The Energy Select Sector SPDR Fund (NYSEArca: XLE) and other energy ETFs are among the worst laggards among sector assets. Oil demand destruction at the hands of the coronavirus pandemic is a big reason why energy is one of the worst-performing groups in the S&P 500, but there is some good news on that front.
Over the course of the pandemic, it wasn’t hard to find forecasts saying that oil demand would take years to return to 2019 levels. Some banks even said pre-pandemic demand may never be seen again. However, rosier assumptions are now in play.
“Assuming a second coronavirus-induced lockdown is averted, global crude oil prices will continue their slow grind higher, reaching $50 per barrel by year’s end and closing in on pre-pandemic levels near $60/bbl by the end of 2021, according to recent forecasts from analysts,” reports S&P Global Market Intelligence.
XLE seeks to provide investment results that correspond generally to the price and yield performance of publicly traded equity securities of companies in the Energy Select Sector Index, which includes securities of companies from the following industries: oil, gas, and consumable fuels; and energy equipment and services.
Much Needed Relief
“Oil prices will advance in 2021 and trend toward a level between $55/bbl and $60/bbl by the end of 2021, Evercore ISI analyst Doug Terreson said,” reports S&P Global Market Intelligence.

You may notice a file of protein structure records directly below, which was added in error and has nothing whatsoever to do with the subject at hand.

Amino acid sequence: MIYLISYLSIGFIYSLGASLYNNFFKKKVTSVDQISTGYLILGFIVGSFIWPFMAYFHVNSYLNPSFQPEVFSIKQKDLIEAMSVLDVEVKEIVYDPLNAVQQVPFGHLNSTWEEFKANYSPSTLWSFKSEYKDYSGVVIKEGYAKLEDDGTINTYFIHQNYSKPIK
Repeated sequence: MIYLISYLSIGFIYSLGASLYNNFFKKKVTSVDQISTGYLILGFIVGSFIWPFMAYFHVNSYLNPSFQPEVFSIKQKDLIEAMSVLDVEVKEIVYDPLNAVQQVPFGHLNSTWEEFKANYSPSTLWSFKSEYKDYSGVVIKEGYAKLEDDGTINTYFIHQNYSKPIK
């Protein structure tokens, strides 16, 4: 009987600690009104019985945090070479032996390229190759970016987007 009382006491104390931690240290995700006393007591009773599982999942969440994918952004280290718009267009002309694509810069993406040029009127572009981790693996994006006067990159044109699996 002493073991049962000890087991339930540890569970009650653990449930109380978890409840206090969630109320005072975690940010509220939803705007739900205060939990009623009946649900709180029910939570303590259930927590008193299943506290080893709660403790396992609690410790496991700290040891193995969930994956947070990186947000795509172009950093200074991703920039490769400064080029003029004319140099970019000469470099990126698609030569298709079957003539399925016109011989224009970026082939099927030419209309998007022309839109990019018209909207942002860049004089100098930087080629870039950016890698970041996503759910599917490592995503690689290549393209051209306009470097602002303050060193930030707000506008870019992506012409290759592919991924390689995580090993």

Some data points indicate sell-side analysts remain bullish on energy stocks, including some XLE components. Valuation may be one reason why. The recent sell-off may have opened up a potential buying opportunity for bargain hunters, especially in the oversold energy sector.
On the supply side, Iraq said it would cut output by a further 400,000 barrels per day in August and September to compensate for overproduction in the past three months in a bid to comply with its share of cuts set out by the Organization of Petroleum Exporting Countries and its allies, or OPEC+.
“Global oil demand is expected to be very weak for 2020, with estimates calling for a decline of between 8 million bbl/d and 9 million bbl/d, Terreson said. However, as demand rebounds amid a recovery in the economy, consumption could return to 2019 levels by 2022,” according to S&P Global Market Intelligence.
XLE is showing some signs of life as the benchmark energy sector ETF is higher by almost 4% over the past month.
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The opinions and forecasts expressed herein are solely those of Tom Lydon, and may not actually come to pass. Information on this site should not be used or construed as an offer to sell, a solicitation of an offer to buy, or a recommendation for any product.